The Stranger

Fellow UNE student Emma Chabot
Fellow UNE student Emma Chabot pictured above

The brisk, crisp morning air left me seeking warmth and comfort as we stepped off the train and into our new adventure.  I didn’t know what the weekend would bring or what I was really hoping to accomplish; all I knew, from the adrenaline coursing through my body, was that I had big plans.

I was at once mesmerized by the symphony of honking cabs, the music blaring from all directions, and the ongoing precession of people in the Medina. Etched on my brain, as I clung to my purse for safety, were the cramped alleys filled with dozens of vendors; the carefree motorcyclists’ expert weaving through pedestrians; and the poor, helpless monkeys and their gloomy faces. Their trainers had tied them up for our pleasure and a few dirhams.

As someone used to the easy-going pace of life in Tangier, where I could take a stroll during the early morning hours without a care in the world, Marrakech was a circus of movement and confusion. The yells of the hagglers and the never-ending persuasion tactics of the juice vendors left me yearning for a pause from this glorious and chaotic city.

Later that night, I found my refuge sitting alone in our lavish hotel lobby. Looking around, I took in the beauty surrounding me.  Marble pillars rose in every direction.  Exquisite deep red curtains hung over the solid wood door frames. Through the windows I noticed the pool painted a dark ocean blue with the palm trees swaying in the background. Could there be a more gorgeous setting for a hotel?

Moroccans say for good reason that the four colors of Marrakech are the true wonders of the world. I began to fall in love with this mysterious city when I took in the soft muddy reds of the building, the vibrant greens of the gardens, the endless blue horizon, and the white snowy mountaintops of the Atlas in the distance.

From where I was snuggled up on the couch, I heard a deep, commanding, but inviting “Salam” pull me out of my daydream of lust and awe.

Knowing very few words in Arabic, just enough to get by, I responded with a Salam to the tousled, curly haired, well-dressed young man with a polo shirt and brightly shined shoes.  He gave me an inviting smile and said he was impressed by me, an American, attempting to speak his native language.

“I’m Abdul,” he said.

Minutes turned to hours as I learned a lot about Abdul. His crystalline green eyes reflected the heat of the sun, which matched the warmth in his wry smile.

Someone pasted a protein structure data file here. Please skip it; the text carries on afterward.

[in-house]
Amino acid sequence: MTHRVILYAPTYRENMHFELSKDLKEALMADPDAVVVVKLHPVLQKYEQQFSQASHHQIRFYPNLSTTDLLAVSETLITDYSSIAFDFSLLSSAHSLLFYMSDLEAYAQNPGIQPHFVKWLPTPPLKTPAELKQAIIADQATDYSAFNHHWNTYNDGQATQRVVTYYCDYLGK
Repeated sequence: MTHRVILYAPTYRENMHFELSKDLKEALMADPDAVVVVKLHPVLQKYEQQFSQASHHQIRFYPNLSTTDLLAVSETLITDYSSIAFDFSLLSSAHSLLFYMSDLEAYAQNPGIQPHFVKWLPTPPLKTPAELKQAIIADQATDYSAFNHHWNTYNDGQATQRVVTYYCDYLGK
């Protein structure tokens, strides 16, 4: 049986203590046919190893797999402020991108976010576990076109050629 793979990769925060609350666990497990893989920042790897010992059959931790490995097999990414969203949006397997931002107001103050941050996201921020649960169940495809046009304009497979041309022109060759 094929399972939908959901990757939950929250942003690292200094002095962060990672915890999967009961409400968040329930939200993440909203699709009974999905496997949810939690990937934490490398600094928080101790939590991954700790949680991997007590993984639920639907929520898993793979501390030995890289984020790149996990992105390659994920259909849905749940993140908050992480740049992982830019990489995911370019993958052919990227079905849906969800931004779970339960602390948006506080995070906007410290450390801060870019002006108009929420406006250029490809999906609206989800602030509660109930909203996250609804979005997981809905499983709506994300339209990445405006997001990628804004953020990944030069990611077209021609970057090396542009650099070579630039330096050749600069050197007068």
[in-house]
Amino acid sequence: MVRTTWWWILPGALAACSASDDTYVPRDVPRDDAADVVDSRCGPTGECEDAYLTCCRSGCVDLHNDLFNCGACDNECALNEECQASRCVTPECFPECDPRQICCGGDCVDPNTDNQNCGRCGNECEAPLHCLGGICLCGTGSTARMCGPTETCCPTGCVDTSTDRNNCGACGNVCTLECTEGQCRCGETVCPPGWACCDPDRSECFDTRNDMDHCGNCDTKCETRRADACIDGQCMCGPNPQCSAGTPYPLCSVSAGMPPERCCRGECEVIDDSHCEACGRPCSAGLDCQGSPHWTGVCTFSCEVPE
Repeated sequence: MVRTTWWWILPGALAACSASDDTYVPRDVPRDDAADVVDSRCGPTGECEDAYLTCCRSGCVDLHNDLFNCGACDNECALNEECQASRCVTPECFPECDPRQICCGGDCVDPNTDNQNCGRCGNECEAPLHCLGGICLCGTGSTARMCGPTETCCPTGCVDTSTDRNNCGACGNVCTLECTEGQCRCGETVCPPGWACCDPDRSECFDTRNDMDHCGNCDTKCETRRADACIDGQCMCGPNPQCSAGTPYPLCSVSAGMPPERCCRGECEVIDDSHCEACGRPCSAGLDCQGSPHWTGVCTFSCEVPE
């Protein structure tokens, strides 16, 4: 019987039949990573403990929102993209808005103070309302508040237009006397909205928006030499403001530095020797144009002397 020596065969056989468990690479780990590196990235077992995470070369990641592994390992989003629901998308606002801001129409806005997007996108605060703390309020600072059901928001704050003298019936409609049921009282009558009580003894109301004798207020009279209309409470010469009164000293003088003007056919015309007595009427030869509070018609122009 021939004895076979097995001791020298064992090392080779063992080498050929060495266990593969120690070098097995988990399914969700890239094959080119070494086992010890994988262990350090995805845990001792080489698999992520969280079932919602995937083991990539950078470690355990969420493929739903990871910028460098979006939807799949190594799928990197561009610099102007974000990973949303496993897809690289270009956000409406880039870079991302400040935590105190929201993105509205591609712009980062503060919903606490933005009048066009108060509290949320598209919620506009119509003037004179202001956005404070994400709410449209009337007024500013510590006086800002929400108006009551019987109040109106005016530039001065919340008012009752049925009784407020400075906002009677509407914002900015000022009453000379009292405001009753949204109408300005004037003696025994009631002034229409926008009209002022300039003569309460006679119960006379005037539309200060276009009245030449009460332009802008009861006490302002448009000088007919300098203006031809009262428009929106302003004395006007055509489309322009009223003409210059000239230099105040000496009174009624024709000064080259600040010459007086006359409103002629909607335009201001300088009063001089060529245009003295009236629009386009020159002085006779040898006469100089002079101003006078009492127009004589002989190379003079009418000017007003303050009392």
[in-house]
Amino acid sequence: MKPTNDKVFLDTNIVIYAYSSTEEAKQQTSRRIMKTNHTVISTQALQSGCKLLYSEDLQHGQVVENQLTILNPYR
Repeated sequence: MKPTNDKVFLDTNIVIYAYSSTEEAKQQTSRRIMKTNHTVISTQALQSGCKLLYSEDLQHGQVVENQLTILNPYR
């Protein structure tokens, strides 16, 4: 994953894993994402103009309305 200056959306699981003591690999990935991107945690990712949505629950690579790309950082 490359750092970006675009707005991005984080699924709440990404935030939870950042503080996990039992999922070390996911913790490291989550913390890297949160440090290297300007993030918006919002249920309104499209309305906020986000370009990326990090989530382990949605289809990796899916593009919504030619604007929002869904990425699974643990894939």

I am usually wary of strangers, especially being a foreigner in a new country, but everything about Abdul made me lower my guard. I learned from the way he spoke that he must be brilliantly educated.  His perfectly structured English sentences and vocabulary almost put me, a native English speaker, to shame. I also learned he was aspiring to be a writer and was actually working on his first book. He had traveled all the way from Casablanca, hoping for true inspiration to strike.

Being on the chatty side, I told him about myself, what I was doing in Morocco, and where I come from back home. Abdul clung to the edge of his seat with my every word, even the ones I thought were trivial and irrelevant. He was intrigued by Americans and our way of life. Of course, I had to disabuse him of a few stereotypes. No, I told him, not every American is rich and lives a lavish lifestyle.

Not once did I detect a hint of jealousy or envy when I told him of my travels throughout Europe and now Africa—visas are not easy to come by here. He told me one has to know somebody who knows somebody to be granted such a luxury. I noticed, rather, nothing but unalloyed fascination and even happiness for me. Because he is a writer, he found inspiration in what he called my “courage and tenacity” to pick up from my modest life and explore a foreign country on my own. Perhaps Abdul, even if just for the moment, was living vicariously through me. I let him pick my brain about all my travels so that he could feel as if he, too, had taken an adventure, even if only in his mind.

“A sense of adventure,” he said, “is a rare thing to come across. You must always keep that, my friend; in everything you do in life, always cling to that.”  As I slowly turned toward my new friend, I realized he was pushing me to rush head-on into a lifetime of adventures. I felt a confidence wash over me. Yes, I thought, I must continue this journey I’m on.

After we said our goodbyes, I was struck by the miracle of a perfect stranger, knowing no more than a few blurbs of my story line but reminding me of who I am and encouraging my journey of growth.

Taylor Gallant is a Health, Wellness and Occupational Studies major at the University of New England.

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